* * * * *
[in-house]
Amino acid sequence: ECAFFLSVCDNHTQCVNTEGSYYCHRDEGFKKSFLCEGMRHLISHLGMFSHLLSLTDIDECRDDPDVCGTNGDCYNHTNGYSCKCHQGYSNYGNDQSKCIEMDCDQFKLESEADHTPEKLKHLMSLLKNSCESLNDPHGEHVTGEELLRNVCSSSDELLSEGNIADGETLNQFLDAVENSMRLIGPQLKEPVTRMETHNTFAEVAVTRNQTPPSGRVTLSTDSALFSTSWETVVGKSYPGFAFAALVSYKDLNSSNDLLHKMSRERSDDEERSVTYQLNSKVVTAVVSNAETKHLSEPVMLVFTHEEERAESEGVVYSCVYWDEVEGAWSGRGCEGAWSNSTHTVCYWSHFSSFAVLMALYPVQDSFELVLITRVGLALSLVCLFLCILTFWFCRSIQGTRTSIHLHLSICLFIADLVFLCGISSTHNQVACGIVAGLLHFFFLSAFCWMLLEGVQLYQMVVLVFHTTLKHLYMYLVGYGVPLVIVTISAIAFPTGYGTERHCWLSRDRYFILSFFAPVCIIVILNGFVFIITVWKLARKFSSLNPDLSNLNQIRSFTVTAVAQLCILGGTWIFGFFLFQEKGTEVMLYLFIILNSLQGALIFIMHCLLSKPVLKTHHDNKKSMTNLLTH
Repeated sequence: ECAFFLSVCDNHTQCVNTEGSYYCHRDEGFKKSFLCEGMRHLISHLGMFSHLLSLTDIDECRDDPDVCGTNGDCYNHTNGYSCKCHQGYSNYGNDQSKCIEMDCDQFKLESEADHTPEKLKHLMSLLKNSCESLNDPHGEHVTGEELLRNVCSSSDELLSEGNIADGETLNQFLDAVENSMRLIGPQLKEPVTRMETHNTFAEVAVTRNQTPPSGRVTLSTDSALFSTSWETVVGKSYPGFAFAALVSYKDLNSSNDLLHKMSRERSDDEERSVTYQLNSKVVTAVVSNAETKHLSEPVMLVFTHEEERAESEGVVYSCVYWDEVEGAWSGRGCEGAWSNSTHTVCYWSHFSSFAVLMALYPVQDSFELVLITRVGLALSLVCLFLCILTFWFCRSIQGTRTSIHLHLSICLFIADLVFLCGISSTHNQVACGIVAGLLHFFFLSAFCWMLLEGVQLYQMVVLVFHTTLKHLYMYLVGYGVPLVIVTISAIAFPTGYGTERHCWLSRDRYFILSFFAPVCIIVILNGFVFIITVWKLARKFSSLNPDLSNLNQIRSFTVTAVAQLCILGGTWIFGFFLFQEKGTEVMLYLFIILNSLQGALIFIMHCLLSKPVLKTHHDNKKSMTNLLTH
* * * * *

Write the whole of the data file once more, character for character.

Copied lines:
[in-house]
Amino acid sequence: ECAFFLSVCDNHTQCVNTEGSYYCHRDEGFKKSFLCEGMRHLISHLGMFSHLLSLTDIDECRDDPDVCGTNGDCYNHTNGYSCKCHQGYSNYGNDQSKCIEMDCDQFKLESEADHTPEKLKHLMSLLKNSCESLNDPHGEHVTGEELLRNVCSSSDELLSEGNIADGETLNQFLDAVENSMRLIGPQLKEPVTRMETHNTFAEVAVTRNQTPPSGRVTLSTDSALFSTSWETVVGKSYPGFAFAALVSYKDLNSSNDLLHKMSRERSDDEERSVTYQLNSKVVTAVVSNAETKHLSEPVMLVFTHEEERAESEGVVYSCVYWDEVEGAWSGRGCEGAWSNSTHTVCYWSHFSSFAVLMALYPVQDSFELVLITRVGLALSLVCLFLCILTFWFCRSIQGTRTSIHLHLSICLFIADLVFLCGISSTHNQVACGIVAGLLHFFFLSAFCWMLLEGVQLYQMVVLVFHTTLKHLYMYLVGYGVPLVIVTISAIAFPTGYGTERHCWLSRDRYFILSFFAPVCIIVILNGFVFIITVWKLARKFSSLNPDLSNLNQIRSFTVTAVAQLCILGGTWIFGFFLFQEKGTEVMLYLFIILNSLQGALIFIMHCLLSKPVLKTHHDNKKSMTNLLTH
Repeated sequence: ECAFFLSVCDNHTQCVNTEGSYYCHRDEGFKKSFLCEGMRHLISHLGMFSHLLSLTDIDECRDDPDVCGTNGDCYNHTNGYSCKCHQGYSNYGNDQSKCIEMDCDQFKLESEADHTPEKLKHLMSLLKNSCESLNDPHGEHVTGEELLRNVCSSSDELLSEGNIADGETLNQFLDAVENSMRLIGPQLKEPVTRMETHNTFAEVAVTRNQTPPSGRVTLSTDSALFSTSWETVVGKSYPGFAFAALVSYKDLNSSNDLLHKMSRERSDDEERSVTYQLNSKVVTAVVSNAETKHLSEPVMLVFTHEEERAESEGVVYSCVYWDEVEGAWSGRGCEGAWSNSTHTVCYWSHFSSFAVLMALYPVQDSFELVLITRVGLALSLVCLFLCILTFWFCRSIQGTRTSIHLHLSICLFIADLVFLCGISSTHNQVACGIVAGLLHFFFLSAFCWMLLEGVQLYQMVVLVFHTTLKHLYMYLVGYGVPLVIVTISAIAFPTGYGTERHCWLSRDRYFILSFFAPVCIIVILNGFVFIITVWKLARKFSSLNPDLSNLNQIRSFTVTAVAQLCILGGTWIFGFFLFQEKGTEVMLYLFIILNSLQGALIFIMHCLLSKPVLKTHHDNKKSMTNLLTH